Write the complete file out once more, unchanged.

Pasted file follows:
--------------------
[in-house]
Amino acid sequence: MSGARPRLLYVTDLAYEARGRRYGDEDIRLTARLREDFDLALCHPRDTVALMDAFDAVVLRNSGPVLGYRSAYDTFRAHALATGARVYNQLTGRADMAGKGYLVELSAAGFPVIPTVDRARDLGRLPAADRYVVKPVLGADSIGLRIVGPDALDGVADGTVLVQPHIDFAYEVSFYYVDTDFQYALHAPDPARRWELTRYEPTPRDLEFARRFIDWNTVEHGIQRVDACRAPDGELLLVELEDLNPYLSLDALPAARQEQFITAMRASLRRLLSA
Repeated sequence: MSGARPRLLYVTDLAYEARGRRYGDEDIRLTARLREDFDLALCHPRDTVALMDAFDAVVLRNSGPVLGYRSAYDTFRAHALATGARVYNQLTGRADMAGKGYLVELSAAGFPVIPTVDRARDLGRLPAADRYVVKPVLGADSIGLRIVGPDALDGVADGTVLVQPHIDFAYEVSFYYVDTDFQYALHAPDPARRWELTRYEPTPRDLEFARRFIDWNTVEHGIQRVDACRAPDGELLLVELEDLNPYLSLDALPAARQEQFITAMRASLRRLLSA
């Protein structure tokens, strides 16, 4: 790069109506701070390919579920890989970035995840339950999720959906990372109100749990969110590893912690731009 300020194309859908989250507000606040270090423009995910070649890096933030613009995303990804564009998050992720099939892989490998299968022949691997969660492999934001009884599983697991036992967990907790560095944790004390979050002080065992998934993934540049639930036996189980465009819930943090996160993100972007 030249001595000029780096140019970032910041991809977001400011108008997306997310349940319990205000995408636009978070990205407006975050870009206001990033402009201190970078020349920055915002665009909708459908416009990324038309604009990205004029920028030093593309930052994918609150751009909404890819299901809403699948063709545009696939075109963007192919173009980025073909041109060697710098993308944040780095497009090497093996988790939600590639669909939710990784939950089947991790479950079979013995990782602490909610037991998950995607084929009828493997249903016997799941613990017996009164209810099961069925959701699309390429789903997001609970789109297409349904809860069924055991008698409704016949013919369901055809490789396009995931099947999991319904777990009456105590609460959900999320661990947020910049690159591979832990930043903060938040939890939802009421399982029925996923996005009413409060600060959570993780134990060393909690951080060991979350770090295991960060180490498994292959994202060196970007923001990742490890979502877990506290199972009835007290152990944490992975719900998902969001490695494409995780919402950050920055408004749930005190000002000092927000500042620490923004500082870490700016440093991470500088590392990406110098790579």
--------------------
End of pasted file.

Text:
[in-house]
Amino acid sequence: MSGARPRLLYVTDLAYEARGRRYGDEDIRLTARLREDFDLALCHPRDTVALMDAFDAVVLRNSGPVLGYRSAYDTFRAHALATGARVYNQLTGRADMAGKGYLVELSAAGFPVIPTVDRARDLGRLPAADRYVVKPVLGADSIGLRIVGPDALDGVADGTVLVQPHIDFAYEVSFYYVDTDFQYALHAPDPARRWELTRYEPTPRDLEFARRFIDWNTVEHGIQRVDACRAPDGELLLVELEDLNPYLSLDALPAARQEQFITAMRASLRRLLSA
Repeated sequence: MSGARPRLLYVTDLAYEARGRRYGDEDIRLTARLREDFDLALCHPRDTVALMDAFDAVVLRNSGPVLGYRSAYDTFRAHALATGARVYNQLTGRADMAGKGYLVELSAAGFPVIPTVDRARDLGRLPAADRYVVKPVLGADSIGLRIVGPDALDGVADGTVLVQPHIDFAYEVSFYYVDTDFQYALHAPDPARRWELTRYEPTPRDLEFARRFIDWNTVEHGIQRVDACRAPDGELLLVELEDLNPYLSLDALPAARQEQFITAMRASLRRLLSA
């Protein structure tokens, strides 16, 4: 790069109506701070390919579920890989970035995840339950999720959906990372109100749990969110590893912690731009 300020194309859908989250507000606040270090423009995910070649890096933030613009995303990804564009998050992720099939892989490998299968022949691997969660492999934001009884599983697991036992967990907790560095944790004390979050002080065992998934993934540049639930036996189980465009819930943090996160993100972007 030249001595000029780096140019970032910041991809977001400011108008997306997310349940319990205000995408636009978070990205407006975050870009206001990033402009201190970078020349920055915002665009909708459908416009990324038309604009990205004029920028030093593309930052994918609150751009909404890819299901809403699948063709545009696939075109963007192919173009980025073909041109060697710098993308944040780095497009090497093996988790939600590639669909939710990784939950089947991790479950079979013995990782602490909610037991998950995607084929009828493997249903016997799941613990017996009164209810099961069925959701699309390429789903997001609970789109297409349904809860069924055991008698409704016949013919369901055809490789396009995931099947999991319904777990009456105590609460959900999320661990947020910049690159591979832990930043903060938040939890939802009421399982029925996923996005009413409060600060959570993780134990060393909690951080060991979350770090295991960060180490498994292959994202060196970007923001990742490890979502877990506290199972009835007290152990944490992975719900998902969001490695494409995780919402950050920055408004749930005190000002000092927000500042620490923004500082870490700016440093991470500088590392990406110098790579």